Interested in academy football, you’re going to enjoy this one. We had the pleasure of speaking to Lee Wood, Player Care Manager at Wigan Athletic Football Club…


Tell us about yourself, what is your current role and what roles have you done previously? 

I’m Lee Wood and I am entering my 3rd Season with Wigan Athletic Football Club, my 2nd as Player Care Manager for the Academy and my 10th involved in Academy Football.

Previous to Wigan, I was at Bolton Wanderers Football Club, 5 Seasons as Head of Education and 2 Seasons previous to that involved in their International Academy. My current role involves being responsible for the Player Care provision for our Academy Players from Under 9’s all the way through to Under 21’s, with some crossover into the first team. Which also encompasses facilitating training for Staff and supporting our Parents who support their sons.


What do you do in your current role?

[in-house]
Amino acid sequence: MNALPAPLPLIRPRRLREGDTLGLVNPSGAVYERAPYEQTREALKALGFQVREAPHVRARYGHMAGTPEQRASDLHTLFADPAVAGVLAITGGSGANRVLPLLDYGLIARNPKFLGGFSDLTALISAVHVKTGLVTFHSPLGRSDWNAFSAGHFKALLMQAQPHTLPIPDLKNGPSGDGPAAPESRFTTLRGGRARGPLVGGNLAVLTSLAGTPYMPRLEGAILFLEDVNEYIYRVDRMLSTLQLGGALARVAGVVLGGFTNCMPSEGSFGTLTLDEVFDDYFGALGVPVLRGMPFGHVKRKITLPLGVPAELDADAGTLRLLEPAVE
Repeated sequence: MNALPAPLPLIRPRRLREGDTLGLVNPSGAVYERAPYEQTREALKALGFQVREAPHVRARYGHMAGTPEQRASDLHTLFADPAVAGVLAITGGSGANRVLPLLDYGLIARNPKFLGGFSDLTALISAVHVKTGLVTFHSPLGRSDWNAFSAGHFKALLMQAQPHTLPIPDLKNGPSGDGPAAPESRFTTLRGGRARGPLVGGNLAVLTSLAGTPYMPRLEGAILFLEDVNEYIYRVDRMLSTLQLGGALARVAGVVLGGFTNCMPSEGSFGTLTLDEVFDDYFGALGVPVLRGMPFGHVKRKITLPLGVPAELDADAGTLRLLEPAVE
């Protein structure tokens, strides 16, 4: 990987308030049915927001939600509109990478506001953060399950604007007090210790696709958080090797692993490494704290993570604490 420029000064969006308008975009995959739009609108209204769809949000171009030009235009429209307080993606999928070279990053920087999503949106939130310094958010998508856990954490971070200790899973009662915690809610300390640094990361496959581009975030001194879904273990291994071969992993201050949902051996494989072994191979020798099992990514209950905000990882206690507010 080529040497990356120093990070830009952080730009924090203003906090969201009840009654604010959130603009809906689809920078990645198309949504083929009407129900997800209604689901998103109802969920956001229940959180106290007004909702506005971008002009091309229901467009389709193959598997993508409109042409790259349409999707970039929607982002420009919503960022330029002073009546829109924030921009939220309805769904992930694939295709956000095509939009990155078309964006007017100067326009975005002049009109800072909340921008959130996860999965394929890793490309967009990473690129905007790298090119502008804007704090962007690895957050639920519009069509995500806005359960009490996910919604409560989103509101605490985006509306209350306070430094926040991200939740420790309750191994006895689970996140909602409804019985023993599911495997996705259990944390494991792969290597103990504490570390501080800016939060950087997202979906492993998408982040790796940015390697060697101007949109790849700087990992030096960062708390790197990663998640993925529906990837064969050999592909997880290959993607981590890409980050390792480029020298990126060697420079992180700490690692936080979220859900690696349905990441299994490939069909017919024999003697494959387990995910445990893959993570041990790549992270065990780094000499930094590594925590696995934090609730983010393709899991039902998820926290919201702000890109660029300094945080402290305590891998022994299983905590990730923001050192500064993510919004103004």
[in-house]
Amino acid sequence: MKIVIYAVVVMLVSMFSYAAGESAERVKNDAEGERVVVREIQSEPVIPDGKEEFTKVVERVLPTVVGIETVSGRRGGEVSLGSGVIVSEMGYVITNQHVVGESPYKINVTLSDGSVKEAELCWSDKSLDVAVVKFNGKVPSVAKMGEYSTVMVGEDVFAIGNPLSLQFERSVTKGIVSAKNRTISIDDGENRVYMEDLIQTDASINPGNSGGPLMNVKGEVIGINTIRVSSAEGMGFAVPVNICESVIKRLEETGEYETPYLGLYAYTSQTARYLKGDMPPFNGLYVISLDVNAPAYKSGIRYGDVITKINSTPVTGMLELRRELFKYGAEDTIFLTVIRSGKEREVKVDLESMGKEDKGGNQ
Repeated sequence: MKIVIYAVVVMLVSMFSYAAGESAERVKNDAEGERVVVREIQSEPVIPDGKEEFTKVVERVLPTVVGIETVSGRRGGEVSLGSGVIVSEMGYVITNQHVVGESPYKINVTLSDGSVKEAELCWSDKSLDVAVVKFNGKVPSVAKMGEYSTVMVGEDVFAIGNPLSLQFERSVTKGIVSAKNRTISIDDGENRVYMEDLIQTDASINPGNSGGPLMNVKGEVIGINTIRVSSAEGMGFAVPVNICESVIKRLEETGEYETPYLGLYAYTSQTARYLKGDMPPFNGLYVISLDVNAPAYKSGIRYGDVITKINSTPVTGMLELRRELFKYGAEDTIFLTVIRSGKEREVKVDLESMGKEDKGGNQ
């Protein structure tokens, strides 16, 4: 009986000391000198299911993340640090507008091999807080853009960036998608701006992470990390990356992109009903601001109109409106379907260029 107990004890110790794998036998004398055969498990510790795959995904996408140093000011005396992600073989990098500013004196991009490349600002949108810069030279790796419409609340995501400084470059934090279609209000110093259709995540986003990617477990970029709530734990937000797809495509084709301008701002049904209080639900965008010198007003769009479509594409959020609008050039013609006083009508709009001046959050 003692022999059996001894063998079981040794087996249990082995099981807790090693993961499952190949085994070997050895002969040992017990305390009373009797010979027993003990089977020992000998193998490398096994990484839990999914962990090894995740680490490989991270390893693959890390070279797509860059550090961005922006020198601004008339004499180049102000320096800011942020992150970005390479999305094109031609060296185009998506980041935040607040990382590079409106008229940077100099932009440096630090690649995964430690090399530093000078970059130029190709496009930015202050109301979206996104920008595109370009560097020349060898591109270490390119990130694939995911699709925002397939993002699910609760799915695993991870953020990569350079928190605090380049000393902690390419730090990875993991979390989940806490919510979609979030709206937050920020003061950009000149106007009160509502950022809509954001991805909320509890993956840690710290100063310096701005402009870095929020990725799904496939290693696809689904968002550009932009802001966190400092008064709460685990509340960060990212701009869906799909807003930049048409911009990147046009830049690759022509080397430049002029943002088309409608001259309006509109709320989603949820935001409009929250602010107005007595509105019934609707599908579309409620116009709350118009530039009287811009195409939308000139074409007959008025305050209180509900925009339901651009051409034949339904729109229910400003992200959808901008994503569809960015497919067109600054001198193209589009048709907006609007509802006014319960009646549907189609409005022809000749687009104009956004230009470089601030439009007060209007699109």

In my current role, I essentially manage the Player Care Team and the provision we deliver to our Players, Parents and Staff through a variety of bespoke and purposefully designed programmes that meet the needs of each of its cohorts.

Researching the current issues young player’s face, visiting Clubs and other sports to see what we can learn from them, before putting our ideas and plans on screen, with the aim of turning these plans into action through a variety of workshops that are informative, interactive and supportive.

Preparing our young people for life, supporting them through their various micro and macro transitions and guiding them through the various challenges they will face in Academy Football.


“Normal” isn’t a thing in sport so what does an “average” week look like for you?